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Home :: Attractions :: Vagharshapat (Etchmiadzin)
Vagharshapat (Etchmiadzin)
The area of the Vagharshapat is 15km2 and the number of its inhabitants is 65000. Humans have inhabited the town since the Stone Age. This is testified by numerous Stone, Bronze and Iron Age monuments. The oldest written evidence dates from King Rusas II's time (VII BC). The area was called Kuarlini and it was here that Rusas II dag up a canal from the River Ildarouni (Hrazdan) and planted orchards. Vagharshapat is believed to have been founded by Vardges Manouk, the son-in law of Yervand the Short-Lived (570-560 BC). He built a town on the bank of the River Kasakh at the Shresh Hill and called it Vardgesavan. Under the rule of Tigrans II the Great, the town was a trading centre housing a large number of Jewish refugees. King Vagharsh I Arshakuni (117-140) built a high wall around Vardgesavan and called is Vagharshapat. There was a custom in ancient Armenia: to call a settlement, whether a city, town or village, after the person who built a wall around it. Vagharshapat become the new capital of Armenia. It was also called Kinepolis (New City).

After the adoption of Christianity as a state religion, Vagharshapat become the religious centre of the country. It is here that the first Armenian Christian Mother Cathedral of Holy Etchmiadzin and the chapels Hripsimeh, Gayaneh and Shoghakat were built. The political conjuncture forced the move of the Mother See to Dvin in 484. Having abandoned the former pontifical residence, Armenian catholicoses moved from one place to another for about 10 centuries (Aghtamar, Argina, Ani, Hromkla  and Sis).

In V c. popular uprisings forced Persia to grant autonomy to Armenia. In Vagharshapat,  the conditions were favorable for arts, crafts and agriculture. The spiritual and cultural life flourished. In VII c., Holy Etchmiadzin was restored and the churches of St Hripsimeh and St. Gayaneh were built in the place of the virgins' chapels alongside Zvartnots Cathedral. Vagharshapat had flourished till the middle of XI c. Then no memories survived as it was destroyed by conquerors. In 1441, the All-Armenian Catholicosate was re-established in Vagharshapat. Once again the town become the spiritual and religious centre of all Armenians and the residence of the Armenian Catholicos. It has remained sp till our days.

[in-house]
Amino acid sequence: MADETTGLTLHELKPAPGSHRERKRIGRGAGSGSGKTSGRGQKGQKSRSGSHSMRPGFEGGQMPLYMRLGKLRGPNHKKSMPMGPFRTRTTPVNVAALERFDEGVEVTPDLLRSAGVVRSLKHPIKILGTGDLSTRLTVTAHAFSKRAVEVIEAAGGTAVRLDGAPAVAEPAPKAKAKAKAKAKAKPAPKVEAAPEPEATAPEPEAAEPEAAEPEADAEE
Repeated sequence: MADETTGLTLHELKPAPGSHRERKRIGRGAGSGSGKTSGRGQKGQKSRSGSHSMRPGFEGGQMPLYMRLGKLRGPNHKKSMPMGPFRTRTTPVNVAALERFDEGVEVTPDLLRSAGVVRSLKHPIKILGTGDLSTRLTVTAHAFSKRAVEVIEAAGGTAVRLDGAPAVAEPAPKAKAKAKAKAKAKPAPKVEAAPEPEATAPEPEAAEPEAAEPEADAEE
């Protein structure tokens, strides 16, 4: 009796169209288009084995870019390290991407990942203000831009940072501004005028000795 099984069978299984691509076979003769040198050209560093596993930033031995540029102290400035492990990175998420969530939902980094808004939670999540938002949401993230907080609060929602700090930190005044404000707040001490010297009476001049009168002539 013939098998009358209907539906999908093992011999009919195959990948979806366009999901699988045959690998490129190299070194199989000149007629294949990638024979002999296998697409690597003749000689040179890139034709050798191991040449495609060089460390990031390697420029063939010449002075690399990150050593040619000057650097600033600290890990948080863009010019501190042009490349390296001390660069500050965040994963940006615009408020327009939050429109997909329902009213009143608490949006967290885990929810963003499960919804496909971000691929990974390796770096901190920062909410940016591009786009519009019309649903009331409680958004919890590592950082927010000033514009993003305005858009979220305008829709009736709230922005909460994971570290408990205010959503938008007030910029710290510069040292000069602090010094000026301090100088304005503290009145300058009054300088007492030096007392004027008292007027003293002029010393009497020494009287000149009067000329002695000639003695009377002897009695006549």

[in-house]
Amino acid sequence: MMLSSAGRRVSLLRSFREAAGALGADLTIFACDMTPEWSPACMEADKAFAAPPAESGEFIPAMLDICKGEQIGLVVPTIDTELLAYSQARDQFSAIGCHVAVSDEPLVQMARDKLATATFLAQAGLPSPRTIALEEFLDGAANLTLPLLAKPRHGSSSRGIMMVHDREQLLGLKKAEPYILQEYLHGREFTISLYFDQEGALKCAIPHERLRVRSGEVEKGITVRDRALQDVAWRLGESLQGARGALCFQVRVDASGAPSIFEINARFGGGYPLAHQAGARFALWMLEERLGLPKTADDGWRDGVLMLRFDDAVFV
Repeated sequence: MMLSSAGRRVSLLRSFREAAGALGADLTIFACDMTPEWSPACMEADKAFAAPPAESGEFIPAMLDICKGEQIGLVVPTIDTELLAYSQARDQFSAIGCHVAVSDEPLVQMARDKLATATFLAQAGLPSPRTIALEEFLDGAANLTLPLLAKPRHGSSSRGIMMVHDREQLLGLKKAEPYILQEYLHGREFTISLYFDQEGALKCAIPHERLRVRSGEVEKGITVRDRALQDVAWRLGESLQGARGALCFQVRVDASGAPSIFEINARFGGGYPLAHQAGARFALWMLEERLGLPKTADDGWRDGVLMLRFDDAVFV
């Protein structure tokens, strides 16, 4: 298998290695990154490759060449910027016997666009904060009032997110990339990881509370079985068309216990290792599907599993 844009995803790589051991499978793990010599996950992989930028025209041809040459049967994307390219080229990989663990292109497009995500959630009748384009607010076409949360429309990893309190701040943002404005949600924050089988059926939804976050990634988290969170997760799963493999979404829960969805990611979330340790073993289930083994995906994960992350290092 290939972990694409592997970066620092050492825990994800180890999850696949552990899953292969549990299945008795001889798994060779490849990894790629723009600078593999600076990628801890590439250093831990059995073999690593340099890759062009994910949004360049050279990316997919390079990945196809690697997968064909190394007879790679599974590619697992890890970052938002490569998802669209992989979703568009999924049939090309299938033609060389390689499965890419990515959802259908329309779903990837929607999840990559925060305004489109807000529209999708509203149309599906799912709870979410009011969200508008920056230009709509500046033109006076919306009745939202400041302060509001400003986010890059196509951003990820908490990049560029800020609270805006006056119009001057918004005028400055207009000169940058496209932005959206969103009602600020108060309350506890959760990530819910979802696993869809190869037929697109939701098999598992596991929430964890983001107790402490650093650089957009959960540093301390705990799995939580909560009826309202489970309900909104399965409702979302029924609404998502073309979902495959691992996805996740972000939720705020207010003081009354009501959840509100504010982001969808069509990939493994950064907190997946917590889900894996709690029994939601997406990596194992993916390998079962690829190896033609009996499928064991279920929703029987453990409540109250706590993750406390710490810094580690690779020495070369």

In XVII-XVIII c., there was an economic and commercial boom. At the end of XIX c. it become important cultural centre in Armenia. Komitas, H. Hovhannisyan, H. Atcharyan, M. Abeghyan, Ye. Tadevosyan and G. Hovsepyan lived and worked here.

Vagharshapat chahged considerably during the Soviet rule. Its centre was repaired alongside its main Komitas Square , trade centre, administrative building and the monastic complex. A monument to Komitas was erected in the square. At present, there are a number of general education, music and art schools in Vagharshapat. It also has a library, the Cultural Centre after Komitas, the Soviet rule. Its centre was repaired alongside its main Komitas Square, trade center, administrative building and the monastic complex. A monument to Komitas was erected in the square. At present, there are a number of general education, music and art schools in Vagharshapat. It also has a library, the Cultural Centre after Komitas, the Drama Theatre after Ch. Aznavour, the H. Hovhannisyan Museum, the Museum of Kh. Ter-Haroutyan, an American sculptor of Armenian origin, etc.

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